Also, in a policy reversal, Germany moved to keep two nuclear plants available this winter as European leaders scrambled for emergency fixes to the deepening energy crisis. The move was another example of the strengthening investment case for nuclear energy, one of the main long-term alternatives to fossil fuels from a scalability standpoint. The Solactive Global Uranium & Nuclear Components Total Return v2 Index, which tracks uranium mining and companies producing of nuclear components, increased 8.8% as of September 21.10
The International Atomic Energy Agency (IAEA) predicts that nuclear power capacity for electricity generation grows 17% over the next decade.11 Over the next three years, uranium supply deficits should reach the US$4–16 million range annually.12 Also, demand for nuclear components should increase steadily with the rising number of nuclear reactors under construction. Globally, there are 437 active reactors, 59 reactors currently under construction, and an additional 89 reactors planned.13
Europe’s energy crisis is no longer a cyclical tailwind for these renewable and clean energy themes, but a structural change. The region is moving fast to an independent energy model that requires a mix of renewable sources and infrastructure to distribute energy efficiently across the member states, and firms are stepping up. Approximately 15% of capital expenditures by major energy companies are expected to support the green transition this year. By 2030, the percentage is expected to be over 50% according to Bloomberg analyst forecasts.14
The European renewable producers and cleantech companies that provide the technology to produce alternative sources of energy are likely to continue to see stronger demand from the region and the U.S. following the Inflation Reduction Act’s passage. Supported by structural drivers, the European tech, energy, and utilities companies that produce the products and services for the clean energy transition outperformed their peers this year as of 13 September 2022. In addition, we expect growth in the clean energy sector to have a snowball effect on investments in disruptive materials such as lithium, copper, cobalt, zinc and other rare earth materials, which are critical inputs to clean technologies.
Investors are increasingly on board as well. With US$1.3 billion year-to-date, climate change themes are dominating UCITS thematic inflows.15 The largest inflows among clean energy subthemes are to hydrogen. We expect themes like wind and solar to garner more and more interest in the coming months following the U.S.’ passage of the Inflation Reduction Act, which includes over US$120bn for wind and solar through tax credits.16 These renewables are the largest portion of spending from its unprecedented climate package. The Solar theme, captured by the Solactive Solar Index, is the best performing theme since Russia invaded Ukraine in February, rising 11.5% from February 17 to September 22.17
Silver Miners: Defensive Tilt Plus Structural Boost Is Attractive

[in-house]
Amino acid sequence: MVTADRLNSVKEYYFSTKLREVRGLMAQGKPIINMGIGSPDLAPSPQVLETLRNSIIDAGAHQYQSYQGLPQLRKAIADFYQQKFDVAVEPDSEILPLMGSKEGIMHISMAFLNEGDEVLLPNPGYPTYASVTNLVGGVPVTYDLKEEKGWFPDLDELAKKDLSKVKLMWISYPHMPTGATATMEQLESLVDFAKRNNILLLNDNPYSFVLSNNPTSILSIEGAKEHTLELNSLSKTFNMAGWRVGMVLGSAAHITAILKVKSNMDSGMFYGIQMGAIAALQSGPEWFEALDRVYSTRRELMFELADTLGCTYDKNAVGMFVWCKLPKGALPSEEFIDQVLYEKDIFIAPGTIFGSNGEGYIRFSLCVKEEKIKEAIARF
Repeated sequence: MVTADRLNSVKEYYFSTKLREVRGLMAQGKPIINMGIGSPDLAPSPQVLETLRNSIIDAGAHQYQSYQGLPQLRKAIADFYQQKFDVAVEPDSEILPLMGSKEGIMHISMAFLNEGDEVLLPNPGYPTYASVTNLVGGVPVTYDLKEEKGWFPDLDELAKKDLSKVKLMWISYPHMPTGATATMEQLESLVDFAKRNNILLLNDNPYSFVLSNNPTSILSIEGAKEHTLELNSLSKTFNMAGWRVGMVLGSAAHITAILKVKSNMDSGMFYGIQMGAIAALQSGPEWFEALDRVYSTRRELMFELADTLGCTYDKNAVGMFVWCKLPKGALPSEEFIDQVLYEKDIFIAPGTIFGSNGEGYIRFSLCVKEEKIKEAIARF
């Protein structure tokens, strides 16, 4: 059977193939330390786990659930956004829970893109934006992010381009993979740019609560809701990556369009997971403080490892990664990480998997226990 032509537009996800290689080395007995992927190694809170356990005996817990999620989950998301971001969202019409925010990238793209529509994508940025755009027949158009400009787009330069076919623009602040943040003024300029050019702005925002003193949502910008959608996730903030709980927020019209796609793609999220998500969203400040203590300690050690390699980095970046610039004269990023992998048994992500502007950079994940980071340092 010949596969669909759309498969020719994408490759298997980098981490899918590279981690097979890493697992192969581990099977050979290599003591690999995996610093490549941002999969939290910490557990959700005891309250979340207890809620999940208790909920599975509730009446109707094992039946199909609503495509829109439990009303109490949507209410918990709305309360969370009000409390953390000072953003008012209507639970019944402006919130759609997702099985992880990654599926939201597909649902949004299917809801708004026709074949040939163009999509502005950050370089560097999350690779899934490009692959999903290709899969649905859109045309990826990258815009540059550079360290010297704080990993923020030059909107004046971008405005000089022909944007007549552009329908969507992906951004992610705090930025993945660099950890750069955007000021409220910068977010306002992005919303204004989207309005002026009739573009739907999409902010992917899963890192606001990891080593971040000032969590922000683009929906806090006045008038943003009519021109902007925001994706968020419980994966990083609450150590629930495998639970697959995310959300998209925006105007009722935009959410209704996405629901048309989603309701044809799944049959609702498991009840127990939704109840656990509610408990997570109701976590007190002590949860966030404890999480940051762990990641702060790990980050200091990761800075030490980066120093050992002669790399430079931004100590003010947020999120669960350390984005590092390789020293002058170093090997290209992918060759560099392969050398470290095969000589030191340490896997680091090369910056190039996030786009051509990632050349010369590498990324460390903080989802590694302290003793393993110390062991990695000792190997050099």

Silver is used to make photovoltaic (PV) cells, so solar playing major roles in Europe’s clean energy transition and the Inflation Reduction Act create structural tailwinds. Gold and silver have faced headwinds since the beginning of the year, but the more stable U.S. dollar that we expect in the coming months should remove some of those headwinds. When the economy slows, silver tends to do well during the downturn or just after.
Currently, the gold-to-silver ratio lingers near 90, which means that it takes 90 ounces of silver to buy one ounce of gold, well above its long-term average of 68.18 The higher the ratio, the more undervalued silver is relative to gold. The ratio typically rises during precious metals bear markets and falls during bull markets because silver is more volatile than gold. Silver has rarely been as cheap compared to gold. Based on historical trends, should precious metals enter a bull market, this ratio could tighten significantly with silver prices rising more than gold.
Over the last five years, when net speculative position went negative, silver prices rebounded 4% on average in the following 2–3 months.19
While silver prices are now at their five-year average, silver miners’ stock prices look undervalued. The average price-to-earnings ratio for silver miners is 17% lower than its five-year average of 30x versus 36x.20 Silver miners’ fundamentals are better than their stock prices suggest. Despite the large drop in silver prices and surging inflationary costs that made for a challenging Q2 2022, silver mining earnings remained relatively robust with sales growth of 6.3% year-over-year (yoy) and a profit margin of 5.7%.21
The revenue estimate for the companies in the Solactive Global Silver Miners Total Return v2 Index is down 3.7% yoy for 2022, but analysts predict a strong rebound in 2023 to 22.4% yoy.23 Currently, the aggregate rating of market sentiment for silver miners is 4.3, building up from its pre-pandemic level of 3.9.22 This rating ranges between 1 and 5, with 5 a bullish signal and 1 a bearish signal.
Silver mining stocks offer leverage because they tend to outperform the metal when prices rise and underperform when prices decline. The main trigger for a breakout to the upside would be a marked economic slowdown, a scenario that seems increasingly likely in the medium term.